Between rich and poor, a marriage gap

Richer, better educated people are more likely to marry than poor, less-educated ones, a Pew study finds.

Jim Ruymen/UPI/Newscom/File
Khloe Kardashian and Los Angeles Lakers' Lamar Odem attend a movie premiere in Los Angeles in September 2009. Later that month, the couple was married. Higher income and educated people are more likely to get married than low-income, less-educated people, a new study finds.

The gap between rich and poor isn't just about money. A new study finds that Americans with low income and education are less likely to marry than those who are better off.

The trend, which occurs over a background of declining marriage rates, suggest that while Americans of low socioeconomic status are just as likely as well-off Americans to want to get married, they place a high premium on financial stability before marriage, a bar they may never meet.

An ambivalent public

The study, conducted by Pew Research Center in conjunction with TIME, used analysis of economic and demographic data from the U.S. Census Bureau combined with an October 2010 telephone survey of a nationally representative sample of 2,691 adults. The margin of error is plus or minus 2.6 percentage points.

Overall, the data revealed a deep ambivalence toward marriage, Pew reported. Nearly 40 percent of Americans say marriage is becoming obsolete, an 11-percent increase since 1978. The number of married couples has dropped, too: In 1960, 72 percent of American adults were married. In 2008, that number was 52 percent.

Nonetheless, 69 percent of people say that single women having children is bad for society, and 61 percent say kids need both a mom and a dad to grow up happily. When asked if trends toward cohabitation, unmarried couples raising children and gay couples raising children are bad for society, 43 percent answered "yes" to each question.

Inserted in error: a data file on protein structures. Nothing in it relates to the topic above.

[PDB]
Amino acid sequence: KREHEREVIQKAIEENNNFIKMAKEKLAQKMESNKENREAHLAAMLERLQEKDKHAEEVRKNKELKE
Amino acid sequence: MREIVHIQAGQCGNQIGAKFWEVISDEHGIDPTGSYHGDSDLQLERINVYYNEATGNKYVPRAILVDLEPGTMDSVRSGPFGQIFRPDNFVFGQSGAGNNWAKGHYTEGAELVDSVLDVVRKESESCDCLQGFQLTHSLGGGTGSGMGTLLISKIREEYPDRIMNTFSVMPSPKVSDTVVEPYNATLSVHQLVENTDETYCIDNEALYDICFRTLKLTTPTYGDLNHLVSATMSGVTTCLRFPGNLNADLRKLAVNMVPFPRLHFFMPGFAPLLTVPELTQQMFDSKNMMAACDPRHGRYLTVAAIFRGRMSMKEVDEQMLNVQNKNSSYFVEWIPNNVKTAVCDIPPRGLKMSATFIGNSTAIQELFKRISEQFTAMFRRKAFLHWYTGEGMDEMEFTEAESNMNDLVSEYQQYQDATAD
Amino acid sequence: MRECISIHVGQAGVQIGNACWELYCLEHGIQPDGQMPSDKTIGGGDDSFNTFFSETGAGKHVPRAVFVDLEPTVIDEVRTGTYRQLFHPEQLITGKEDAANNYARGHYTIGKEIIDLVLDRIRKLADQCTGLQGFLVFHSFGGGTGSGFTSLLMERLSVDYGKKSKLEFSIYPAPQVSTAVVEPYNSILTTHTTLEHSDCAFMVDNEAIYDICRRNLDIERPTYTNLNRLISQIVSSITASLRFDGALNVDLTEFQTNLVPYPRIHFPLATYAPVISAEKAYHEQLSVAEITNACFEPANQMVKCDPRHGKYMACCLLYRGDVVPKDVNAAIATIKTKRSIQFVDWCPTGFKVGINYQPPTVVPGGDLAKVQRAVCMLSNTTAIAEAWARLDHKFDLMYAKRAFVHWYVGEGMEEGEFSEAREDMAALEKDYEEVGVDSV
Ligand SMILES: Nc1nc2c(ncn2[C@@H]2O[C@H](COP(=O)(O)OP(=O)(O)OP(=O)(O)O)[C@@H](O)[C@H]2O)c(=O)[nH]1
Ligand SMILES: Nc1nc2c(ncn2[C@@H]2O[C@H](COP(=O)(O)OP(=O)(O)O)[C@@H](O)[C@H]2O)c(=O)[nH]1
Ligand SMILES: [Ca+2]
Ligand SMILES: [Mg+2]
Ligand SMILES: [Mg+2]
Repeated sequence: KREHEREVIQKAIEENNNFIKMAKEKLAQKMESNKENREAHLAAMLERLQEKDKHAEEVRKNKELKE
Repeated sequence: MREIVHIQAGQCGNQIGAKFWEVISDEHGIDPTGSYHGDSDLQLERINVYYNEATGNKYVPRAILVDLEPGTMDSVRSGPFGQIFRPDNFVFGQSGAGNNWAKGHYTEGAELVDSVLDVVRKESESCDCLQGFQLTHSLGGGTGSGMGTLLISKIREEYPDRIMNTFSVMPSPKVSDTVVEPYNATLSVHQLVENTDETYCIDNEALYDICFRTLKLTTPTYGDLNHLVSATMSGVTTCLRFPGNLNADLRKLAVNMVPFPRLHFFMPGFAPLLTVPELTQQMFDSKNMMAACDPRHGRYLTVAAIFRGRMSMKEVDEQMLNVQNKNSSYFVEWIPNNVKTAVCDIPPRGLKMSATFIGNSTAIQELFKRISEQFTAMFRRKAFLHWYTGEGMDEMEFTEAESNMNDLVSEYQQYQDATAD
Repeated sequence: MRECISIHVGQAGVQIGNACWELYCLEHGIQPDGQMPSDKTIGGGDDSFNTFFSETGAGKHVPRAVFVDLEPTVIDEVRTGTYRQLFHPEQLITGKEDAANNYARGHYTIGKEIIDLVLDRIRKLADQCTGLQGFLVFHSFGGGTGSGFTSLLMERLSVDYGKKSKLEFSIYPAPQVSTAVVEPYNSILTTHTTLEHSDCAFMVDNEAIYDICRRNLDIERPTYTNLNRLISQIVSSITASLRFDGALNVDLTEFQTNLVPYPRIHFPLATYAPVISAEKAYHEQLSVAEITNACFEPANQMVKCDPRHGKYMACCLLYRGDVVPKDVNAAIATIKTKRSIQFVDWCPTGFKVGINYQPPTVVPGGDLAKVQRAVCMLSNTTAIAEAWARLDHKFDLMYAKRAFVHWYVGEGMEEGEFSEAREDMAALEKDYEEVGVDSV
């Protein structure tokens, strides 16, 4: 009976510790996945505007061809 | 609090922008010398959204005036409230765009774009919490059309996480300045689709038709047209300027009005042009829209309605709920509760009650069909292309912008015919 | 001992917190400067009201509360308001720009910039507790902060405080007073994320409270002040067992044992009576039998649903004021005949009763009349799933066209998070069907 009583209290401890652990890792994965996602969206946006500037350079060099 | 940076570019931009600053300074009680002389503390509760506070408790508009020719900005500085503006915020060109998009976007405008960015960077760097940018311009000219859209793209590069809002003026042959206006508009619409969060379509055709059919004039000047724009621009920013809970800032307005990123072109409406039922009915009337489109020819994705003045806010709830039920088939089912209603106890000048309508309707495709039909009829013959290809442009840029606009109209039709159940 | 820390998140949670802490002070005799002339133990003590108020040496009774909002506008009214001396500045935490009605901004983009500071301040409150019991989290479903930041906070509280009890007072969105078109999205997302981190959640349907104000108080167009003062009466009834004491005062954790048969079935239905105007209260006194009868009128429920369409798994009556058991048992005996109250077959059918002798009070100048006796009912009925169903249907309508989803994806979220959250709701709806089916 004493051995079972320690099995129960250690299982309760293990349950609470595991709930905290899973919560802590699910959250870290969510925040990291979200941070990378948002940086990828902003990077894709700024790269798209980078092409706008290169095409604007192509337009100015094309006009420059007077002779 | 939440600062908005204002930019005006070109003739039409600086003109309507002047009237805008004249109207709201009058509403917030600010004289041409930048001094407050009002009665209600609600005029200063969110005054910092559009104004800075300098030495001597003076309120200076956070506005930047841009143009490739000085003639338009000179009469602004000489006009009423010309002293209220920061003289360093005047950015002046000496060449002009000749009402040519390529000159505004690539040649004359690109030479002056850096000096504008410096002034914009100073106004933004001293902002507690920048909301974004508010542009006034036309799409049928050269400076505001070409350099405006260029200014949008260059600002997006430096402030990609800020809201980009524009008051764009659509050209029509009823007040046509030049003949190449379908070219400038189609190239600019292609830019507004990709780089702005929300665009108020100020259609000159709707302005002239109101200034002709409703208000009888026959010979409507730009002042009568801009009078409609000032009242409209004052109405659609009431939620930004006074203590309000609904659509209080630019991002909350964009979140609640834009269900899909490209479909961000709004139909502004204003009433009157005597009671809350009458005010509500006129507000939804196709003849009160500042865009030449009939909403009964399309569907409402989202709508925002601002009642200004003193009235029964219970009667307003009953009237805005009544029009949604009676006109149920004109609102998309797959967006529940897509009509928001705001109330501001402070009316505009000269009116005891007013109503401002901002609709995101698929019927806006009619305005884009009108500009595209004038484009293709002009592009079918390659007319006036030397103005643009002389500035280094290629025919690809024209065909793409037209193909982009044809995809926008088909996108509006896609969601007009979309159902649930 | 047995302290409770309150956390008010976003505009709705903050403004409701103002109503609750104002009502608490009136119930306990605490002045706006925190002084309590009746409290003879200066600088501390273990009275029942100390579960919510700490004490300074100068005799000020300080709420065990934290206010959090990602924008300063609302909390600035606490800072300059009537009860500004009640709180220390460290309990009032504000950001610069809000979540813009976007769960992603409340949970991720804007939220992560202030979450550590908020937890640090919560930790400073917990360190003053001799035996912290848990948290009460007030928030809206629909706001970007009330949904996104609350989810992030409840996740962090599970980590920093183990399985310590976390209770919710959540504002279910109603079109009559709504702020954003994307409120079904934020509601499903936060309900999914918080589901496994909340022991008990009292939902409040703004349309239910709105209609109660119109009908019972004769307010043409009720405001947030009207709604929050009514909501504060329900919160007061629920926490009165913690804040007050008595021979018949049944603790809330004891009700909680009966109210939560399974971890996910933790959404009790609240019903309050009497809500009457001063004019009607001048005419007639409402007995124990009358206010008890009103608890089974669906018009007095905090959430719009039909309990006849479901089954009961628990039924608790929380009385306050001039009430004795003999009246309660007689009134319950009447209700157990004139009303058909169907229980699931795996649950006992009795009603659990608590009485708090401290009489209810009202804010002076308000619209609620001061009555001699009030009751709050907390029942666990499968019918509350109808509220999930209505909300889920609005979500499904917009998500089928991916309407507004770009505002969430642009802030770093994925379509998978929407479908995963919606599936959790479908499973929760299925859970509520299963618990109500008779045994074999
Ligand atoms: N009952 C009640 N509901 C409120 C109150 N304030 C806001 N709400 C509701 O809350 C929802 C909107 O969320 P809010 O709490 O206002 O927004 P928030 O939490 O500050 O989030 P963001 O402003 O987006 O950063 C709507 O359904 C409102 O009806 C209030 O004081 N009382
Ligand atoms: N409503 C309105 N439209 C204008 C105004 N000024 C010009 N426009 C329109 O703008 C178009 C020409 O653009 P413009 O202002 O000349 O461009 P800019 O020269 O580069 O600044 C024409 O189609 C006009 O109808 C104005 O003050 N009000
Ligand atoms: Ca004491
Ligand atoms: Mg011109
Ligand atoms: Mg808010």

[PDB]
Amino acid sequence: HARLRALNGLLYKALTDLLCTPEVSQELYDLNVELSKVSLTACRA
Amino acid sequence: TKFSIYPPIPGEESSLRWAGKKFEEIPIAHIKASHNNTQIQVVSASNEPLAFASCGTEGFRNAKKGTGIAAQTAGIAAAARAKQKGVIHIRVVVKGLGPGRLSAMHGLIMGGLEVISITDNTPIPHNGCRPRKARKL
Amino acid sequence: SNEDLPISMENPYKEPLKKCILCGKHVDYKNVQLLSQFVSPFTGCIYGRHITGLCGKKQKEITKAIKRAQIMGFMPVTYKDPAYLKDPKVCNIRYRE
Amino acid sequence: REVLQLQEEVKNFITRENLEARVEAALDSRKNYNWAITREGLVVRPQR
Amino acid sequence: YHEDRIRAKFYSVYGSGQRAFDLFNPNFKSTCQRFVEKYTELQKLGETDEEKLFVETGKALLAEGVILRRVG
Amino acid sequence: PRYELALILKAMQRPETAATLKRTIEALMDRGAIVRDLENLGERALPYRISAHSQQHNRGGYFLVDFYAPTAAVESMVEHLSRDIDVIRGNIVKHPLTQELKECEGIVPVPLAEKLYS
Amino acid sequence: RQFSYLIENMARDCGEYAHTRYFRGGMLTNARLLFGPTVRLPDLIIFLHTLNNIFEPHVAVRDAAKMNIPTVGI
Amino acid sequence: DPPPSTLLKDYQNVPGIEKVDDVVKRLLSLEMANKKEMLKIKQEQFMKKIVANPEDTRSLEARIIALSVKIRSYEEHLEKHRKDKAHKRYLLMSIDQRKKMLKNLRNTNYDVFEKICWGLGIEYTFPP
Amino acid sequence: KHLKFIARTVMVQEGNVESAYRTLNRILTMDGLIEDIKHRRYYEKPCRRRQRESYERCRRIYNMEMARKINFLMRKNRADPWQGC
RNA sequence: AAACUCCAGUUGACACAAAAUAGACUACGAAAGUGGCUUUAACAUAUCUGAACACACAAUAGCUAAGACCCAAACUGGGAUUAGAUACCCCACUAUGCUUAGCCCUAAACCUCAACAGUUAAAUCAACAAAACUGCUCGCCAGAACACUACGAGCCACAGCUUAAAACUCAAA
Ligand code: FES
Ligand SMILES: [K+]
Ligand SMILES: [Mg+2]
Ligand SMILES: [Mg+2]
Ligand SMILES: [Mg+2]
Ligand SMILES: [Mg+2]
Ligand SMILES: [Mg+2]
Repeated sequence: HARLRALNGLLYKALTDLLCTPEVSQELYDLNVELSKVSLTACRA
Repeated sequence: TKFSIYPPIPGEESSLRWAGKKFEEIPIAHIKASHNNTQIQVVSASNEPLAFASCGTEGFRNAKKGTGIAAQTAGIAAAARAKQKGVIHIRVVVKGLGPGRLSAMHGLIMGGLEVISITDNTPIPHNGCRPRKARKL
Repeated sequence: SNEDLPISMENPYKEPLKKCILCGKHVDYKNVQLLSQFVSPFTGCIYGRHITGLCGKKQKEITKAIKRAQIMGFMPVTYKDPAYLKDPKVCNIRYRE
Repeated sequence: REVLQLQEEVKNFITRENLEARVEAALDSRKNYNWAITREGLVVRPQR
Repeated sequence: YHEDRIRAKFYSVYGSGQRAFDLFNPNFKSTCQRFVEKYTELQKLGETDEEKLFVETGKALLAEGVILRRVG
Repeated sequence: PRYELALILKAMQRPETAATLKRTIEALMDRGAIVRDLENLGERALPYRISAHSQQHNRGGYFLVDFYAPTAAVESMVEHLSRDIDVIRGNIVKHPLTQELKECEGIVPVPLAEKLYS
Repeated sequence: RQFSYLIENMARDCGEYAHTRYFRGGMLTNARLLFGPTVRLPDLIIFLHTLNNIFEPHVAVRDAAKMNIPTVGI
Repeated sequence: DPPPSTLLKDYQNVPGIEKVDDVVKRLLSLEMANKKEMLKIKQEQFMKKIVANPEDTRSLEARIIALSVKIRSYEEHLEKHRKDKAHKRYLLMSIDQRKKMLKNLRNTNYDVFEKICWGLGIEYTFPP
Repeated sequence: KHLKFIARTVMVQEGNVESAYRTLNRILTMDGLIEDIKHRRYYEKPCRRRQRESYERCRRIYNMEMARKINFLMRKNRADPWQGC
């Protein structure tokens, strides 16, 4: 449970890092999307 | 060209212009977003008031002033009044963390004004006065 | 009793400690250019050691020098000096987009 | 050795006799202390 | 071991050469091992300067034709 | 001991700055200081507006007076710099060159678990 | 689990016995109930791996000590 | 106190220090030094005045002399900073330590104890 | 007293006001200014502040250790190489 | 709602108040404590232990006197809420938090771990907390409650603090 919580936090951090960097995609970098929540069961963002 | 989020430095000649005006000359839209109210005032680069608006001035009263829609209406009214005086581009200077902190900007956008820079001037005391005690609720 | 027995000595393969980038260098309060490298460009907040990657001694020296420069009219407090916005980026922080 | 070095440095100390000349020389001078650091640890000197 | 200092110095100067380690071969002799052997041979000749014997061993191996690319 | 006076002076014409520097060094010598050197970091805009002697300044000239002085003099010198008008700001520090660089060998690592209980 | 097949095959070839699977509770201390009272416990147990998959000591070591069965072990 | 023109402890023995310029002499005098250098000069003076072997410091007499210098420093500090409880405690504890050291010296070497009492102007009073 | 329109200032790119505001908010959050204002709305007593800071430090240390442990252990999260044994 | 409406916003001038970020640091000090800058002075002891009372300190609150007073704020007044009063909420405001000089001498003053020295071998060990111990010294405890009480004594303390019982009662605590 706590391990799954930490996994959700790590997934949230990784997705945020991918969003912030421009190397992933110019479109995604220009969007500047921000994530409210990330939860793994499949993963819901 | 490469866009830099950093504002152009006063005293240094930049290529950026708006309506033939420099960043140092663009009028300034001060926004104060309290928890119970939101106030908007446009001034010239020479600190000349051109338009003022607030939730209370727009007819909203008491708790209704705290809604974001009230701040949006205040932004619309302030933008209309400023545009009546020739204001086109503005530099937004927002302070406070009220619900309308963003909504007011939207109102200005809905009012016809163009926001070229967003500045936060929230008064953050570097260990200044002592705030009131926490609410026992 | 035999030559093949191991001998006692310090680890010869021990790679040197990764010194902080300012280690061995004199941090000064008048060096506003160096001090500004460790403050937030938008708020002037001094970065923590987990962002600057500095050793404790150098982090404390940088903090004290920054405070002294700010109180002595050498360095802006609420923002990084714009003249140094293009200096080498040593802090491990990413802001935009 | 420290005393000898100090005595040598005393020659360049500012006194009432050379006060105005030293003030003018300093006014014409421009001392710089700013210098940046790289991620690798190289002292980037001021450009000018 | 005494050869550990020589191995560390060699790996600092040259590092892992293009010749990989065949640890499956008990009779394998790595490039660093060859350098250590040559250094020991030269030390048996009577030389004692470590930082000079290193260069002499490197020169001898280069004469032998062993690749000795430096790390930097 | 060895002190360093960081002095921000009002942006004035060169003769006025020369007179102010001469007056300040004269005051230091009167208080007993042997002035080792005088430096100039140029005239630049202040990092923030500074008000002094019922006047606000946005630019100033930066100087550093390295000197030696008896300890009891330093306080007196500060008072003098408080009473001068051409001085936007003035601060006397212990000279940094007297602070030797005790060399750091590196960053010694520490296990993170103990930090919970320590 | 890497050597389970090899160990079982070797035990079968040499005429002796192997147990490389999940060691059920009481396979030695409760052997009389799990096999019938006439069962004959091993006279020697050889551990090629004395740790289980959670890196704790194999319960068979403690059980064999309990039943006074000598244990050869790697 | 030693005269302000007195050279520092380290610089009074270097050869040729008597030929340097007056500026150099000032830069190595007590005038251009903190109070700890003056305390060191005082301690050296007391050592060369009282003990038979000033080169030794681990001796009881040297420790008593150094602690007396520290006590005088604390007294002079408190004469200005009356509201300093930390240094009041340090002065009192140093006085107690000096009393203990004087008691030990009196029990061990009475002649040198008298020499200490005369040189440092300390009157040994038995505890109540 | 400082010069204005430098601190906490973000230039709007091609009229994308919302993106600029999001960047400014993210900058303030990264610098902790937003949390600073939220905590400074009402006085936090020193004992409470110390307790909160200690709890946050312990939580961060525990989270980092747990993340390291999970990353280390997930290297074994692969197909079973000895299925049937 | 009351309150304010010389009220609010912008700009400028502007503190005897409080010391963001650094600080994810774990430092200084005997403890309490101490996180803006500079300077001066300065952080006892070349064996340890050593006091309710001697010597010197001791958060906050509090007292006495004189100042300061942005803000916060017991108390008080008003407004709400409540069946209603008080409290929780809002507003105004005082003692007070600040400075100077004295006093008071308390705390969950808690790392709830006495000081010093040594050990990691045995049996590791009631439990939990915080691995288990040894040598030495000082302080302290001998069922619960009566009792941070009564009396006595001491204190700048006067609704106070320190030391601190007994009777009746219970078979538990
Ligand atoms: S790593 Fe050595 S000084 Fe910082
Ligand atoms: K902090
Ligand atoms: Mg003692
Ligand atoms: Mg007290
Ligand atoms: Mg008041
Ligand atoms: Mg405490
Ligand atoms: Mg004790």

Money and marriage

The decline of marriage is class-based, the study found. In 1960, people with a college degree were only 4 percentage points more likely to be married than people with a high school education or less. By 2008, that gap widened to 16 percentage points. Just under half (48 percent) of people without college degrees were married in 2008, compared to 64 percent of college grads.

Nonetheless, both groups place a similar value on marriage, the survey found. The difference was that 38 percent of people with less education said financial stability was an important condition for marriage, compared with 21 percent of college-educated people.

Still, the survey found that Americans are optimistic about marriage, with 67 percent saying they're upbeat about the future of marriage and family.

Speaking of family, Americans take it seriously. More than three-quarters say family is the most important element of their life. And the meaning of "family" has broadened. Eighty-eight percent of people view a childless married couple as a family. Nearly as many (80 percent), say a cohabitating couple with a child is a family, and 86 percent say a single parent and a child is a family. Just over 65 percent say a gay or lesbian couple raising a child is a family.

Americans are also happy with their families. Three-quarters say they're "very satisfied" with their family life. Eighty-five percent say their current family is as close as or closer than the family in which they grew up.

The full report is available at the Pew Research Center.

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